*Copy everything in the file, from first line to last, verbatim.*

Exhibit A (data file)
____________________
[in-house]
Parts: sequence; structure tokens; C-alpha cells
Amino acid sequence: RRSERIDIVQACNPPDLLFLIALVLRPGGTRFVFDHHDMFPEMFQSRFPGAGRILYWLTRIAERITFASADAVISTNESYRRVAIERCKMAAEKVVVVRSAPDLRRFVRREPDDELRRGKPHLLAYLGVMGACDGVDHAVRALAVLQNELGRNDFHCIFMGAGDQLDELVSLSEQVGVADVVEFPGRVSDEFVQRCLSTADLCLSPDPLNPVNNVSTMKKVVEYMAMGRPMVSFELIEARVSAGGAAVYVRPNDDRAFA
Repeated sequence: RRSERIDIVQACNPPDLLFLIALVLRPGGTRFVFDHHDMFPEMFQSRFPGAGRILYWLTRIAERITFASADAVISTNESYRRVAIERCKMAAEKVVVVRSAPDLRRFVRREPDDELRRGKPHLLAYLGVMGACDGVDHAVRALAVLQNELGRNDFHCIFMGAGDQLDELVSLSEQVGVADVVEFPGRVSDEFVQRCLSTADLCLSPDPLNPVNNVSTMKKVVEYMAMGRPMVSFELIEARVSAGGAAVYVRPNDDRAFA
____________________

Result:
[in-house]
Parts: sequence; structure tokens; C-alpha cells
Amino acid sequence: RRSERIDIVQACNPPDLLFLIALVLRPGGTRFVFDHHDMFPEMFQSRFPGAGRILYWLTRIAERITFASADAVISTNESYRRVAIERCKMAAEKVVVVRSAPDLRRFVRREPDDELRRGKPHLLAYLGVMGACDGVDHAVRALAVLQNELGRNDFHCIFMGAGDQLDELVSLSEQVGVADVVEFPGRVSDEFVQRCLSTADLCLSPDPLNPVNNVSTMKKVVEYMAMGRPMVSFELIEARVSAGGAAVYVRPNDDRAFA
Repeated sequence: RRSERIDIVQACNPPDLLFLIALVLRPGGTRFVFDHHDMFPEMFQSRFPGAGRILYWLTRIAERITFASADAVISTNESYRRVAIERCKMAAEKVVVVRSAPDLRRFVRREPDDELRRGKPHLLAYLGVMGACDGVDHAVRALAVLQNELGRNDFHCIFMGAGDQLDELVSLSEQVGVADVVEFPGRVSDEFVQRCLSTADLCLSPDPLNPVNNVSTMKKVVEYMAMGRPMVSFELIEARVSAGGAAVYVRPNDDRAFA